Of 623 catheterization episodes, 9.3% were associated with catheter-related infections (CRI). The skin at the catheter site was frequently colonized (16.2%) and was the potential source of infection in 56.1% of the cases, mostly local infections. The hub was colonized less frequently (3.5%) but was responsible for systemic infections more frequently
The following variables were independently associated with CRI: duration of catheterization (for 7 to 14 days, odds ratio [OR], 3.9; 95% confidence interval [CI]95, 1.4 to 10.7; and for >14 days, OR, 5.1; CI95, 1.7 to 15.4), coronary care unit service (OR, 6.7; CI95, 1.1 to 42.9) or surgery service (OR, 4.4; CI95, 1.03 to 18.5), second episode of catheterization (OR, 7.6; CI95, 1.8 to 32.3), skin colonization at the insertion site (OR, 56.5; CI95, 10.8 to 296), and hub colonization (OR, 17.9; CI95, 2.4 to 132).
The risk associated with skin colonization varied with use of jugular access or simultaneous colonization of the hub. When only symptomatic CRI was considered, the risk associated with hub colonization was consistently higher (OR, 36.6; 7 to 190) than that associated with skin colonization (OR, 3.2; CI95, 0.7 to 14).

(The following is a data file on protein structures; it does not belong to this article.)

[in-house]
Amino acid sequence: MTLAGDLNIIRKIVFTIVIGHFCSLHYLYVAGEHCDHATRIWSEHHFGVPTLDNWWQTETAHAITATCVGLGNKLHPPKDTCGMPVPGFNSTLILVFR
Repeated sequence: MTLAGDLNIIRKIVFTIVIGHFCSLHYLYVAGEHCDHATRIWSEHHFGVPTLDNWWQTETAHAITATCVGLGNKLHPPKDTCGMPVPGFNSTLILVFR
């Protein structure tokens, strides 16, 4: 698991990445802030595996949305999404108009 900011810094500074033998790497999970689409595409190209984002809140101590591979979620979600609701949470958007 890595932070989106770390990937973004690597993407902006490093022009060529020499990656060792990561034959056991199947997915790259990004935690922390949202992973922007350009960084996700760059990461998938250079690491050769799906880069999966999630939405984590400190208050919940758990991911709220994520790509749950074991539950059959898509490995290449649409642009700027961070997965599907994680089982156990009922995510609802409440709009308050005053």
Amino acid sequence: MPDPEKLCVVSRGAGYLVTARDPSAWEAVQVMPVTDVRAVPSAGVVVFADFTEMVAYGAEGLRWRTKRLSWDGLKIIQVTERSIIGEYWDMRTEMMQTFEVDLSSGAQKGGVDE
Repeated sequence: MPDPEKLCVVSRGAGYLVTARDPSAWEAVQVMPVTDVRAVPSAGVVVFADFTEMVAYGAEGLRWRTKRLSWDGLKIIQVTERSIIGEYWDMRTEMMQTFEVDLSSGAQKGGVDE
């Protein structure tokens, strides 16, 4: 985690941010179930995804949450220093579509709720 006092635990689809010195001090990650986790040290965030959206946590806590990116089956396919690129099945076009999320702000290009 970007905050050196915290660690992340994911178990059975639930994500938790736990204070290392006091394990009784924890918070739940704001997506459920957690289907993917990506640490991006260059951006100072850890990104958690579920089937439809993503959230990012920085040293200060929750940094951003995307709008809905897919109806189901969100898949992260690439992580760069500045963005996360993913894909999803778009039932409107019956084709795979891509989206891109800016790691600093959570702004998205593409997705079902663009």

Age, transparent dressing, jugular insertion, male gender, duration of catheterization, and hub colonization were independent risk factors for skin colonization. The effect of age varied by type of dressing and vice versa; the effect of jugular access varied by sex; and the effect of transparent dressing varied by length of catheter-ization and vice versa.
Total parenteral nutrition and skin colonization were independently associated with an increased risk of hub colonization.
Skin and hub colonization are the two major determinants for endemic CRIs; colonization of the hub, however, is more frequently associated with more severe infections. In order to reduce CRIs, more efforts should be focused on understanding which factors increase the risk of colonization both of the skin and of the hub.